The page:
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Will These 3 Turnaround Stocks Even Survive 2019?

Maxx Chatsko, The Motley Fool

When a company's operations deteriorate to the point that management needs to embark on a turnaround strategy, it generally means one of two things: Investors can either pick up shares on the cheap and make out handsomely if the plan succeeds, or stand to lose a whole lot of their hard-earned money.

Unfortunately, the turnaround strategies of Calumet Specialty Products Partners (NASDAQ: CLMT), Ferrellgas Partners (NYSE: FGP), and Northern Dynasty Minerals (NYSEMKT: NAK) haven't been working out so well for investors in the last year. The best-performing stock of the trio has posted a one-year loss of 27%, compared to the 1.5% gain of the S&P 500 in that span. Is it time for investors to give up on these businesses?

A mechanic pouring oil into an engine.

Image source: Getty Images.

Plenty of progress, but plenty of room for improvement

Units of Calumet Specialty Products have lost about 49% of their value in the last 12 months. To be fair, CEO Tim Go has done a remarkable job making the most of the company's assets in recent years, but the financial profile of the business was in such a dire state when he took over that a significant amount of progress is still needed.

As is often the case with companies in the midst of a turnaround, Calumet Specialty Products is being held captive by interest payments on its massive debt balance. The business ended 2018 with "only" $1.6 billion in debt (the lowest total since at least 2014) and paid "only" $155 million in interest expense last year (it paid $183 million in interest in 2017). But that still resulted in a net loss of $51 million from continuing operations last year.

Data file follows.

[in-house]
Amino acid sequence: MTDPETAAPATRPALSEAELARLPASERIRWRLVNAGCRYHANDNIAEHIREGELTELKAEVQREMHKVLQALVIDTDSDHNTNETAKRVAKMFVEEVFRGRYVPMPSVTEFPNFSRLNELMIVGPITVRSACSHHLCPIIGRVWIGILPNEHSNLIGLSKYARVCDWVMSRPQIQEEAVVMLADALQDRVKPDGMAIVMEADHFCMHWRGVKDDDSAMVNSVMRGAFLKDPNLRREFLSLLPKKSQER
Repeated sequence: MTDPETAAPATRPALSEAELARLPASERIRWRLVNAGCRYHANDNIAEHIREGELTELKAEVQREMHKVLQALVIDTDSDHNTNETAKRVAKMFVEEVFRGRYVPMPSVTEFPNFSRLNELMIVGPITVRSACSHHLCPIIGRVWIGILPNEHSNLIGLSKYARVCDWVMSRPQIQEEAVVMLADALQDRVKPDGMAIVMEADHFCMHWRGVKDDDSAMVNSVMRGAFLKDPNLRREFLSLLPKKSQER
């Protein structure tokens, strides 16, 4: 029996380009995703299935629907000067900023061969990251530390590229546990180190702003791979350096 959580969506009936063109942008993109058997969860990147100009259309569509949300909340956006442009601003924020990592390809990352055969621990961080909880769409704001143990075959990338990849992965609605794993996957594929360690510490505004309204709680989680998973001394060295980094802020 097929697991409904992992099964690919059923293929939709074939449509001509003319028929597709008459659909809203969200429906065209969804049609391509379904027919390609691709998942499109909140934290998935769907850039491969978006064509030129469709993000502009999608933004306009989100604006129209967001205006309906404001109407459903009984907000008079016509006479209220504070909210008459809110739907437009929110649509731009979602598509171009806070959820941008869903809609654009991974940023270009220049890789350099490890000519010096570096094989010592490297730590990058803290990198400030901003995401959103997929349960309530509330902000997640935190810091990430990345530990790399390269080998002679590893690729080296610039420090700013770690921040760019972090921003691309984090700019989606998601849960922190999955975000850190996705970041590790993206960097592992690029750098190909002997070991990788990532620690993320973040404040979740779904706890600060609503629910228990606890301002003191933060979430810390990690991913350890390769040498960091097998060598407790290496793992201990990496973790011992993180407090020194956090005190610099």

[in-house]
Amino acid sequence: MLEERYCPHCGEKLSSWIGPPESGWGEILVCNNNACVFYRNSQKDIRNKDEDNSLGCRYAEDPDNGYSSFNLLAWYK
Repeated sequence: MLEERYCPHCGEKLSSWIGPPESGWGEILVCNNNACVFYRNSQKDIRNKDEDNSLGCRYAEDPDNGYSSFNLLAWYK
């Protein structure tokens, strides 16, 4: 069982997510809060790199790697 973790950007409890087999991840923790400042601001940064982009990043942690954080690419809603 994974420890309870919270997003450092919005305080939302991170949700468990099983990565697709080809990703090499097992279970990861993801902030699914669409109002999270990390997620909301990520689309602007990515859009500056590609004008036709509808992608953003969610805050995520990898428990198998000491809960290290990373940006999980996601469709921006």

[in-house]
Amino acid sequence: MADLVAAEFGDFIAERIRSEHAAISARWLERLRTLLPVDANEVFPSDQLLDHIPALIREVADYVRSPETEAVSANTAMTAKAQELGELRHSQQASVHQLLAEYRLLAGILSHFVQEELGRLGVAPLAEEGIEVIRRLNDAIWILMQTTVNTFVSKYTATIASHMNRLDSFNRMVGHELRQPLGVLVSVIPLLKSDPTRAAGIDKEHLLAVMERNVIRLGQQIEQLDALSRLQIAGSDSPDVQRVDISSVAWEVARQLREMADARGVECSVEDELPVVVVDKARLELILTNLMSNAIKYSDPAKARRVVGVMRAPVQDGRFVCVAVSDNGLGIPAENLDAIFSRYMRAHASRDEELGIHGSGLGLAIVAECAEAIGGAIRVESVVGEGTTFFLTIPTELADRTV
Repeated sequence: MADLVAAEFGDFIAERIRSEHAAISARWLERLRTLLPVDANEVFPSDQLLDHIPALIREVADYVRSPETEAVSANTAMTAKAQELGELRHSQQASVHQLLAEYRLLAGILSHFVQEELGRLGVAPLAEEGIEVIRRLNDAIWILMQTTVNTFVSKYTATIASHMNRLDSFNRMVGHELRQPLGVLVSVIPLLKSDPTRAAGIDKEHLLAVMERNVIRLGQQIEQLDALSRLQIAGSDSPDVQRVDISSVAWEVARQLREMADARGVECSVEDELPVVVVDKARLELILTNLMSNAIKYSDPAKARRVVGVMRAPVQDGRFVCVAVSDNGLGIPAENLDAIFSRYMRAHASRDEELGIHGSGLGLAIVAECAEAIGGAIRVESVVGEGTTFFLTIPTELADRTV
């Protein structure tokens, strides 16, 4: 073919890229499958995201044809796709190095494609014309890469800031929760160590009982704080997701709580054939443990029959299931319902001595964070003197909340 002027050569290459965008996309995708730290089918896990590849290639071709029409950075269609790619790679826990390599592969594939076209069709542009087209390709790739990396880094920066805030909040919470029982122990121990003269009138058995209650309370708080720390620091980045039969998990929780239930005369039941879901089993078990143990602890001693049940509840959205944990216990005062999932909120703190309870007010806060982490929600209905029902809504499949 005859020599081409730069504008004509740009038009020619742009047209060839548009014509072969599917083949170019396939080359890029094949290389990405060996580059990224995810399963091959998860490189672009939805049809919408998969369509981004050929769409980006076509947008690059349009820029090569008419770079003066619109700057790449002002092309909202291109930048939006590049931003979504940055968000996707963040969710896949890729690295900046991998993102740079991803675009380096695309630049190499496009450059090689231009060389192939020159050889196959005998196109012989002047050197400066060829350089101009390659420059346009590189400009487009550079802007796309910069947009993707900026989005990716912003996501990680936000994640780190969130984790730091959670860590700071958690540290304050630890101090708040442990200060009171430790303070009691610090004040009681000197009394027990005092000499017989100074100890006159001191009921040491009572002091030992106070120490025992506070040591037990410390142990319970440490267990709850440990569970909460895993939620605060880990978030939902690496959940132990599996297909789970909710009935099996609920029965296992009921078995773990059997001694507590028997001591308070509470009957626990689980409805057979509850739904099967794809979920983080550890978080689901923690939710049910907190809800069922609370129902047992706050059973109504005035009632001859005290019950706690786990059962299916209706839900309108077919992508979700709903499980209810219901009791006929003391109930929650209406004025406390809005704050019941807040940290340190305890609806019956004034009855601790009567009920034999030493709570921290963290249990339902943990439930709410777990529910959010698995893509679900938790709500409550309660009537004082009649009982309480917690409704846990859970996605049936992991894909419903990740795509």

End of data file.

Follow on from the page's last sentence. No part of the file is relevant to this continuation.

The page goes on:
Considering most of the debt payments made last year were made possible by the sale of a major refinery, the company will likely have to primarily rely on improving operations to chip away at debt over the next few years. Calumet Specialty Products is making progress on that front. It increased the share of total revenue earned from high-margin specialty products to 39.5% in 2018, up from 34.5% in the year before. That helped to boost operating cash flow to $75.2 million, but the business is going to need a lot more than that to make a dent in its debt balance. 

Simply put, this specialty petroleum products manufacturer is on the right path, but barring another major asset sale or other transaction, it's going to take many years before the business can create sustainable value for unitholders.

Propane storage tanks outside a home.

Image source: Getty Images.

Have recent growth investments backfired?

Units of Ferrellgas Partners have lost over 64% of their value in the last 12 months. Unlike Calumet Specialty Products, not much has gone right for the propane distributor during its ongoing turnaround. The business has seen its long-term debt balance increase in the most recent six-month period. It ended its fiscal second quarter 2019 (the period ending Jan. 31, 2019) with a book value of negative $1.08 billion -- also a worsening trend over the past year.